Many argue that oil producing countries like Canada cannot be both wealthy and nature-friendly and going green doesn’t make sense for resource rich nations. Other countries, however, have proved that a balance between economic growth and environmental awareness can be achieved.
What Norway Does
Norway has adopted a number of policies such as oil wealth management, high carbon taxes, and investment in innovation. In fact, the country ranks 4th in terms of environmental policies thanks to its good regulatory system. While Norway is a gas and oil producing country that generates carbon dioxide emissions, they are subject to tax. The nation also has one of the highest rates of renewable energy use, including hydroelectric energy. In addition, the government offers incentives to buyers of electric vehicles.
Norway also adopted legislation in areas such as municipal health, freshwater fish and wildlife, pollution controls, construction, and motorized vehicles.
What is more, the country’s approach to gas and oil wealth has been redistribution for the last 70 years. The government established a sovereign wealth fund and a government-owned energy company. It also introduced high carbon taxes accounting for up to 78 percent of the profits. The Government Pension Fund Global, which is the sovereign wealth fund, now holds assets worth $1 trillion CAD or $196,000 for each citizen. The government also invests oil profits into research and development, healthcare, and higher education. A major goal is to ensure that the energy sector is both competitive and green.
Does Going Green Make Sense for Canada?
It may come as surprise that Norway has a higher gross domestic product than Canada, fares better on innovation policies, and its economy is stronger and more competitive. Average income is also higher. Norway’s experience shows that resource rich countries can be prosperous while making active efforts to minimize damage to the environment. A report released by Canada’s Ecofiscal Commission confirms this. According to the commission, the provincial and territorial governments could raise substantial revenue by taxing different sources of pollution. British Columbia is a point in question. Between 2008 and 2013 its six-year-old carbon tax helped reduce greenhouse gas emissions by close to 13 percent without wreaking havoc on the economy.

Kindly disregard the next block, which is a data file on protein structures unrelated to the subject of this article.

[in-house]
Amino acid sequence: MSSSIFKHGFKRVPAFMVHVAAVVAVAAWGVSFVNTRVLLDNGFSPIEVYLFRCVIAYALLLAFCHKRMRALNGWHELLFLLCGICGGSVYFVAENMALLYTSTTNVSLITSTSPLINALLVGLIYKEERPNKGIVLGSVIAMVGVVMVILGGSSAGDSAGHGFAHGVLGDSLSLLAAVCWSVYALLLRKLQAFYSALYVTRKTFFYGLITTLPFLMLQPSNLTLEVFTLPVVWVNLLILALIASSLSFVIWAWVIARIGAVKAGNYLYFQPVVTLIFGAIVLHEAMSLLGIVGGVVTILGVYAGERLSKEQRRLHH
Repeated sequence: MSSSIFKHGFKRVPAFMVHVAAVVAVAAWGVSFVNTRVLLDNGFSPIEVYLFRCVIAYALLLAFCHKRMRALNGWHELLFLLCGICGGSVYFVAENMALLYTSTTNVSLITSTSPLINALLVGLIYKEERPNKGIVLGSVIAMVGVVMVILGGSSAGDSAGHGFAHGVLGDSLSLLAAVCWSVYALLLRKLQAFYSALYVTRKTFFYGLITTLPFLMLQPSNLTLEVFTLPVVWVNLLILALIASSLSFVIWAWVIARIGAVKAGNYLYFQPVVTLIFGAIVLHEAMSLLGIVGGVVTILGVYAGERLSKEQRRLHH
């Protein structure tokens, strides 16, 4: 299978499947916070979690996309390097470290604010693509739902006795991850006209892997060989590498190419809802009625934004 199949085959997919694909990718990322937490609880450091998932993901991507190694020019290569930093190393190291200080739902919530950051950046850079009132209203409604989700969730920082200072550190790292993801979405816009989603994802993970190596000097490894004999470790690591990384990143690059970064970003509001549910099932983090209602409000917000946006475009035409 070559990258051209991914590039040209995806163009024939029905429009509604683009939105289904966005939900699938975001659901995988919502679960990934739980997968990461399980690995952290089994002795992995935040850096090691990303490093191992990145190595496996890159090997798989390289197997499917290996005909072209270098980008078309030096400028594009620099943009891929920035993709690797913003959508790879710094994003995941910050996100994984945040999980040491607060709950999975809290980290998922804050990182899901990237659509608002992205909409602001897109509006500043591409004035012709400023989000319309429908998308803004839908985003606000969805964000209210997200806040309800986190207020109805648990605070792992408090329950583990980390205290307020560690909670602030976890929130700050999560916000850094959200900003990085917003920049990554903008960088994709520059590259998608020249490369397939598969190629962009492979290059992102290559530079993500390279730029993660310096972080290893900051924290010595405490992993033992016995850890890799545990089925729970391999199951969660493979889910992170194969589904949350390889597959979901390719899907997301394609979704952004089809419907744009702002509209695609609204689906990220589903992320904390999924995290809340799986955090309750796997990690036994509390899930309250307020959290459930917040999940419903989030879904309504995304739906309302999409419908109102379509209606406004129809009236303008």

Further Benefits of Adopting Sustainable Policies
There are further benefits for countries that choose a green approach, including innovation within all sectors of the economy, secured credit, job creation, and improved public health. The Business Case for the Green Economy report also shows that businesses enjoy benefits such as higher return on investment and savings and government financial incentives. Businesses that have adopted sustainable models and practices include corporate players such as AVIVA, Grupo Bimbo, Siemens, and Unilever. Grupo Bimbo, for example, implemented a water reduction program that resulted in substantial water savings (338,400 cubic meters), saving around $700,000. General Motors implemented a resource productivity program, resulting in 40 percent waste reduction and $30 million in savings in just 6 years. Other businesses that introduced green programs, systems, and products include giants such as General Motors, Puma, the Columbian Coffee Growers Federation, and Zhangzidao Fishery Group.
According to Unilever’s Chief Executive Officer Paul Polman sustainable development and economic growth can go hand in hand. A UNDP report also highlights the fact that sustainable policies and programs can be the basis for a successful business model, create growth opportunities and cost savings, and reduce risk.